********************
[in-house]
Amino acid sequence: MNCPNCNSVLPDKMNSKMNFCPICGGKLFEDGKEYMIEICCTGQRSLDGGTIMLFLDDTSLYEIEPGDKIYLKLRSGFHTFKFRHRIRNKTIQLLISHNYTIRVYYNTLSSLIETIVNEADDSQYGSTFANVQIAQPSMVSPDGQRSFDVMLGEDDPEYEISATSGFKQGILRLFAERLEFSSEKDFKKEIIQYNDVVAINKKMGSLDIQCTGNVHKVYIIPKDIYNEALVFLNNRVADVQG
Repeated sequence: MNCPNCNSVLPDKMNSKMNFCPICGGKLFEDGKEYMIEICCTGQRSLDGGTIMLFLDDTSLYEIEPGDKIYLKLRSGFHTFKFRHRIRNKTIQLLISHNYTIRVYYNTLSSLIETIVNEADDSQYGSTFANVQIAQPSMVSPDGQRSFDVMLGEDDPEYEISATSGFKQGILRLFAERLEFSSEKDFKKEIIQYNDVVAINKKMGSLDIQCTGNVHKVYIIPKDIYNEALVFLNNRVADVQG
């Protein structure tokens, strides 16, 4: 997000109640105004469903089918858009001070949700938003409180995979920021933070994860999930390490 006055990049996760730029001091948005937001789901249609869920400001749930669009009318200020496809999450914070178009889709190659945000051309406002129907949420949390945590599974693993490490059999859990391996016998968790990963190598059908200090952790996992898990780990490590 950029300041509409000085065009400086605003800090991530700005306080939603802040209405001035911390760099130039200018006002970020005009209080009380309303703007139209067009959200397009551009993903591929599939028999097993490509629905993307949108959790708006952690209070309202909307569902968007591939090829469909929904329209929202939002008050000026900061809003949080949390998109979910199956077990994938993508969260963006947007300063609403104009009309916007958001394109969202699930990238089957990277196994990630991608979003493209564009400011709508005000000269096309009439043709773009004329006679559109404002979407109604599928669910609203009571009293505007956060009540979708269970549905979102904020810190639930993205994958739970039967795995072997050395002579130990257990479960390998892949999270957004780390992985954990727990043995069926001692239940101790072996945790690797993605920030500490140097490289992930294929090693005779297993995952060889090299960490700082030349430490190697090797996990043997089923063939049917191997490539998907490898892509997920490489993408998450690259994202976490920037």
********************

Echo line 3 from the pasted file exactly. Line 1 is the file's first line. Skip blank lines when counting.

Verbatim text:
Repeated sequence: MNCPNCNSVLPDKMNSKMNFCPICGGKLFEDGKEYMIEICCTGQRSLDGGTIMLFLDDTSLYEIEPGDKIYLKLRSGFHTFKFRHRIRNKTIQLLISHNYTIRVYYNTLSSLIETIVNEADDSQYGSTFANVQIAQPSMVSPDGQRSFDVMLGEDDPEYEISATSGFKQGILRLFAERLEFSSEKDFKKEIIQYNDVVAINKKMGSLDIQCTGNVHKVYIIPKDIYNEALVFLNNRVADVQG